Noel Turgeon and Natalya Egon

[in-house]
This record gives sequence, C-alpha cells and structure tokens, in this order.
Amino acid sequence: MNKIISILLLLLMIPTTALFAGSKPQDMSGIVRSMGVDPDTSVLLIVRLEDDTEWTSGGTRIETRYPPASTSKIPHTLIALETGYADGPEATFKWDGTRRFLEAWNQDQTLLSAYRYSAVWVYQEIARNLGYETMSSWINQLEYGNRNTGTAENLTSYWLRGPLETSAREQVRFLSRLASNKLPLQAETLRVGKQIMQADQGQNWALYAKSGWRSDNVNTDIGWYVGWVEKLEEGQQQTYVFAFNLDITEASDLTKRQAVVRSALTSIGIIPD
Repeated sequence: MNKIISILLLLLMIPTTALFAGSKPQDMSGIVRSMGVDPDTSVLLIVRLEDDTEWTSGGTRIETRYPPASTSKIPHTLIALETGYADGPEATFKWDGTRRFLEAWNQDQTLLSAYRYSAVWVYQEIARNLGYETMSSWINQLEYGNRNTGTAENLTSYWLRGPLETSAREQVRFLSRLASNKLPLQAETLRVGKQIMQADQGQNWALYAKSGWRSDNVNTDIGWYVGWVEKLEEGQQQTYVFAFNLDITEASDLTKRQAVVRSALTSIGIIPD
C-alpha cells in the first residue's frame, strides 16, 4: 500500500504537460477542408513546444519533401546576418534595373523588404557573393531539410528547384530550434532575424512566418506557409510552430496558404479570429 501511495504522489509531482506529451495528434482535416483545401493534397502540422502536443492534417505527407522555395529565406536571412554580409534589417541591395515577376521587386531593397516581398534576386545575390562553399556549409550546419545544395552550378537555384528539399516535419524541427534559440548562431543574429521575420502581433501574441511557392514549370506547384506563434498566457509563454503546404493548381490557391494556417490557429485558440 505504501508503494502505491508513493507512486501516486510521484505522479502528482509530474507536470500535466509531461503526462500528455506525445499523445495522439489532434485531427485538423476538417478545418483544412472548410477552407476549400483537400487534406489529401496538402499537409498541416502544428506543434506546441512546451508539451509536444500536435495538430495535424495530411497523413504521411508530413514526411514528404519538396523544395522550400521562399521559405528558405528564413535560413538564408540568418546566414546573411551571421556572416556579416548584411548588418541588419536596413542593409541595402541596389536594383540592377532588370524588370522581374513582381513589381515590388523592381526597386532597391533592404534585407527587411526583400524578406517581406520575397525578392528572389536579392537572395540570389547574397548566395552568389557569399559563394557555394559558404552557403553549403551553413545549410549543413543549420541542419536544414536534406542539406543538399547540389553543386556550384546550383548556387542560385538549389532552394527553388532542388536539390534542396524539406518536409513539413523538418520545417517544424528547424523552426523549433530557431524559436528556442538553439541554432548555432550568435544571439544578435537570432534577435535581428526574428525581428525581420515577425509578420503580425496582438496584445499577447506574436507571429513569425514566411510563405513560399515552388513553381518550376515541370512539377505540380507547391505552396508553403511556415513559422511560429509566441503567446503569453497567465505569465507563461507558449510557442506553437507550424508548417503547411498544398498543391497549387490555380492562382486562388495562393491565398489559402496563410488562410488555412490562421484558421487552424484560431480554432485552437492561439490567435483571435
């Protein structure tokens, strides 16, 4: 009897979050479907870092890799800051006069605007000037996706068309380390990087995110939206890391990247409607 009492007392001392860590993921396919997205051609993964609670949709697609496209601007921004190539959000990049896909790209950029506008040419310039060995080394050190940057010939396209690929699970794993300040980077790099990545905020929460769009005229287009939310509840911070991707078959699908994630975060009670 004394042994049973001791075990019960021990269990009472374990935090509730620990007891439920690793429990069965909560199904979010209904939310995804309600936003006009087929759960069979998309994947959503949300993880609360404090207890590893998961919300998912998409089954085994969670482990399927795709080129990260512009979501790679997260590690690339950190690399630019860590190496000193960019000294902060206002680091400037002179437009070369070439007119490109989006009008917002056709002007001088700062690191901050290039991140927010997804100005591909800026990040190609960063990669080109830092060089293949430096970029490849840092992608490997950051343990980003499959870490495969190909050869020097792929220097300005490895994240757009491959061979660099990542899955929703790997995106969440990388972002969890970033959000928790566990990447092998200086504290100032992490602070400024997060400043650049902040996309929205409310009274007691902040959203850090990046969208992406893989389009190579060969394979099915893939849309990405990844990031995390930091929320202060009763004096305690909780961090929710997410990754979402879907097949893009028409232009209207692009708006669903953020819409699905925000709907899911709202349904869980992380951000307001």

Those who reside in cold and snowy cities know the thrill of a winter storm and the fleeting blanket of white that comes with it. It allows for an appreciated quietness, followed by social and cultural interactions truly unique to the urban environment. Schedules interrupted and plans cancelled, time is quickly filled with spontaneous events borne out of the dramatic shift in the urban landscape. This break in routine, while inconvenient and inefficient to some, is unparalleled in its impact on city dwellers. The experience of the city is altered overnight; for a short while the city transforms from a system of streets, transportation networks, landmarks, and nodes into a landscape of concealment and exposed void, dramatically simplified yet overtly dynamic. “Second Hinterlands” proposes a defined and intentional shift in our current snow collection and clearing practices following the winter storm. Rather than the immediate clearing of the city streets, “Second Hinterlands” identifies a portion of the city that is transformed via the lack of snow removal and strategic snow relocation. Shifting territories every year, each winter brings new forms, drifts, and an entirely unique exposed landscape. Inhabitants actively engage themselves with the newly formed landscape while neighborhood boundaries dissolve as the softscape of snow meets the hardscape of the city.